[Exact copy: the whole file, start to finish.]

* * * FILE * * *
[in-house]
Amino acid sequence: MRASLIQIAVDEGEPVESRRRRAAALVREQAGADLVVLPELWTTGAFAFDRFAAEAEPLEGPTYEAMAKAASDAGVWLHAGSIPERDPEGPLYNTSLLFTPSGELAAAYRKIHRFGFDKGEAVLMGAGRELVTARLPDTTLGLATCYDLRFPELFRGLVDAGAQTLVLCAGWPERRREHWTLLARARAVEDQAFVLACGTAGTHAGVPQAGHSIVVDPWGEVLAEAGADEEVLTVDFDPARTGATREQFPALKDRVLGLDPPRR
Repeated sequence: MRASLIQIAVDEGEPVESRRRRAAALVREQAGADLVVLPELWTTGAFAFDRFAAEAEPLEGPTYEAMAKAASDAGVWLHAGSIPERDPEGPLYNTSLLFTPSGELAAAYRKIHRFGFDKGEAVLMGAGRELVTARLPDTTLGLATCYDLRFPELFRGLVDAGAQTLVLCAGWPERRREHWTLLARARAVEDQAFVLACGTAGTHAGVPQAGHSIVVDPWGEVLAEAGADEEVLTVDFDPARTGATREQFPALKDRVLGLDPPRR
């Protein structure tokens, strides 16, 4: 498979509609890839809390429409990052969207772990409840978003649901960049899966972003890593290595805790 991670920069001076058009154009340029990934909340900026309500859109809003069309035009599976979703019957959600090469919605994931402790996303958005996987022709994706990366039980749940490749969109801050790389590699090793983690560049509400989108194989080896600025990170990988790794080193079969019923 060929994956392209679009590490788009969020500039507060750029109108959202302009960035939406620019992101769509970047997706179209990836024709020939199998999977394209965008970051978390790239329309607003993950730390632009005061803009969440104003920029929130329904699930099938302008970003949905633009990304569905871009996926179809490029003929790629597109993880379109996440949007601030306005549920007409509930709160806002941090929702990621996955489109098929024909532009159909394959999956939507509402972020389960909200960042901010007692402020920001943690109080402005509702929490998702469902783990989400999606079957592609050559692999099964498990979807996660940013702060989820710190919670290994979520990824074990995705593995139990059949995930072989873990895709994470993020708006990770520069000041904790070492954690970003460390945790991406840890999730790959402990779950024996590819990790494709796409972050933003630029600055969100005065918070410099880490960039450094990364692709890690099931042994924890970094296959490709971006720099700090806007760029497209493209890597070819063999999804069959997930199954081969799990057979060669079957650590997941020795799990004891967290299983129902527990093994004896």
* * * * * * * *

[in-house]
Amino acid sequence: MRASLIQIAVDEGEPVESRRRRAAALVREQAGADLVVLPELWTTGAFAFDRFAAEAEPLEGPTYEAMAKAASDAGVWLHAGSIPERDPEGPLYNTSLLFTPSGELAAAYRKIHRFGFDKGEAVLMGAGRELVTARLPDTTLGLATCYDLRFPELFRGLVDAGAQTLVLCAGWPERRREHWTLLARARAVEDQAFVLACGTAGTHAGVPQAGHSIVVDPWGEVLAEAGADEEVLTVDFDPARTGATREQFPALKDRVLGLDPPRR
Repeated sequence: MRASLIQIAVDEGEPVESRRRRAAALVREQAGADLVVLPELWTTGAFAFDRFAAEAEPLEGPTYEAMAKAASDAGVWLHAGSIPERDPEGPLYNTSLLFTPSGELAAAYRKIHRFGFDKGEAVLMGAGRELVTARLPDTTLGLATCYDLRFPELFRGLVDAGAQTLVLCAGWPERRREHWTLLARARAVEDQAFVLACGTAGTHAGVPQAGHSIVVDPWGEVLAEAGADEEVLTVDFDPARTGATREQFPALKDRVLGLDPPRR
């Protein structure tokens, strides 16, 4: 498979509609890839809390429409990052969207772990409840978003649901960049899966972003890593290595805790 991670920069001076058009154009340029990934909340900026309500859109809003069309035009599976979703019957959600090469919605994931402790996303958005996987022709994706990366039980749940490749969109801050790389590699090793983690560049509400989108194989080896600025990170990988790794080193079969019923 060929994956392209679009590490788009969020500039507060750029109108959202302009960035939406620019992101769509970047997706179209990836024709020939199998999977394209965008970051978390790239329309607003993950730390632009005061803009969440104003920029929130329904699930099938302008970003949905633009990304569905871009996926179809490029003929790629597109993880379109996440949007601030306005549920007409509930709160806002941090929702990621996955489109098929024909532009159909394959999956939507509402972020389960909200960042901010007692402020920001943690109080402005509702929490998702469902783990989400999606079957592609050559692999099964498990979807996660940013702060989820710190919670290994979520990824074990995705593995139990059949995930072989873990895709994470993020708006990770520069000041904790070492954690970003460390945790991406840890999730790959402990779950024996590819990790494709796409972050933003630029600055969100005065918070410099880490960039450094990364692709890690099931042994924890970094296959490709971006720099700090806007760029497209493209890597070819063999999804069959997930199954081969799990057979060669079957650590997941020795799990004891967290299983129902527990093994004896």